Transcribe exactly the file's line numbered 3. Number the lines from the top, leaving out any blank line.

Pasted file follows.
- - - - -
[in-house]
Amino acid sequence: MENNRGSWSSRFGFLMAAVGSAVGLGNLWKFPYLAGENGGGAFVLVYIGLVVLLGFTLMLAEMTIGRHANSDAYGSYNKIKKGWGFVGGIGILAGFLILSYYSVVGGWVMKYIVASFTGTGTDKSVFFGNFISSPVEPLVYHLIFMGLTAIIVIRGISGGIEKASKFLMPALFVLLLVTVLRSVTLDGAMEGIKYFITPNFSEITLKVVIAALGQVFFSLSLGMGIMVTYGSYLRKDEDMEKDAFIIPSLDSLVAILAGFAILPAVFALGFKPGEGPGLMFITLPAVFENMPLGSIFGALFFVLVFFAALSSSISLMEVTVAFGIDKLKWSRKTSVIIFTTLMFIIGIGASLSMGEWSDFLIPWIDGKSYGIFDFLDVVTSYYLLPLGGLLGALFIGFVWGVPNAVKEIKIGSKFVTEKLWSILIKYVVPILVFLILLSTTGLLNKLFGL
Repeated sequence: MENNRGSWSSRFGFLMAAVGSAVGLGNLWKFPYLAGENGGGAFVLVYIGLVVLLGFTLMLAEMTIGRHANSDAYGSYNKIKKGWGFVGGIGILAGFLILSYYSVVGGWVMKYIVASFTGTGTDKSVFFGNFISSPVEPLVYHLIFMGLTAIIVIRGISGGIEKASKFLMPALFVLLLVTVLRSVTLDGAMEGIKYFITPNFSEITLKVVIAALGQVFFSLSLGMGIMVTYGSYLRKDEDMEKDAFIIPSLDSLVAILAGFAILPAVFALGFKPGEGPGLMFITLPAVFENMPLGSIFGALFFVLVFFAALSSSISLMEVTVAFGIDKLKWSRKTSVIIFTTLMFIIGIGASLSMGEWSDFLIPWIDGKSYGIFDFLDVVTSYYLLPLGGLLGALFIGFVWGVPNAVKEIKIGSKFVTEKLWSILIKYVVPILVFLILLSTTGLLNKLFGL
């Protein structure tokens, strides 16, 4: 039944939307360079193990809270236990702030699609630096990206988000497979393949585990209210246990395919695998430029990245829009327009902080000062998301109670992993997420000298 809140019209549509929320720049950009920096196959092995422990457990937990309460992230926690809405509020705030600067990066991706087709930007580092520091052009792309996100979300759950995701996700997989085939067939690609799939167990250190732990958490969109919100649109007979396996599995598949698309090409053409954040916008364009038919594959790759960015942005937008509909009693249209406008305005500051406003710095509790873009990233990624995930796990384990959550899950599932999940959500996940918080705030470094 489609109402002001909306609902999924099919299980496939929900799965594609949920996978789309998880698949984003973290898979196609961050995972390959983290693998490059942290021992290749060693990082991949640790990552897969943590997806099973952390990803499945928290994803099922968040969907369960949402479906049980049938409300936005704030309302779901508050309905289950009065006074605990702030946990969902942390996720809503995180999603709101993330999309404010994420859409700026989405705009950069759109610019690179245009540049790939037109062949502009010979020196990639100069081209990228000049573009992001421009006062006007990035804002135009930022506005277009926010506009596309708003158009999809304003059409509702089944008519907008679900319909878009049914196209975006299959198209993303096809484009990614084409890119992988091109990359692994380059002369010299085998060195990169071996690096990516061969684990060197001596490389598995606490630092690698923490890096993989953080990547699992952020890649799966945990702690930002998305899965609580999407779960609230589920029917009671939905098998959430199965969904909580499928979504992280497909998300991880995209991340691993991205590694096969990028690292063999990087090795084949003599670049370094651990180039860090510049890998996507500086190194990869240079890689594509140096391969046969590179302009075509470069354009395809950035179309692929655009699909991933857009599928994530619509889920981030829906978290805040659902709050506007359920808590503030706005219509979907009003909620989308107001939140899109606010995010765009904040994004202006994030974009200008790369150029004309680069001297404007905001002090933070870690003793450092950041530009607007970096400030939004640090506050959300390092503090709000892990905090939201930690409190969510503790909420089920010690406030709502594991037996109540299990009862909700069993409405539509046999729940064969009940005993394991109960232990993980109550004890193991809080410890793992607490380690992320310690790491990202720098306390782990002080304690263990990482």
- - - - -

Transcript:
Repeated sequence: MENNRGSWSSRFGFLMAAVGSAVGLGNLWKFPYLAGENGGGAFVLVYIGLVVLLGFTLMLAEMTIGRHANSDAYGSYNKIKKGWGFVGGIGILAGFLILSYYSVVGGWVMKYIVASFTGTGTDKSVFFGNFISSPVEPLVYHLIFMGLTAIIVIRGISGGIEKASKFLMPALFVLLLVTVLRSVTLDGAMEGIKYFITPNFSEITLKVVIAALGQVFFSLSLGMGIMVTYGSYLRKDEDMEKDAFIIPSLDSLVAILAGFAILPAVFALGFKPGEGPGLMFITLPAVFENMPLGSIFGALFFVLVFFAALSSSISLMEVTVAFGIDKLKWSRKTSVIIFTTLMFIIGIGASLSMGEWSDFLIPWIDGKSYGIFDFLDVVTSYYLLPLGGLLGALFIGFVWGVPNAVKEIKIGSKFVTEKLWSILIKYVVPILVFLILLSTTGLLNKLFGL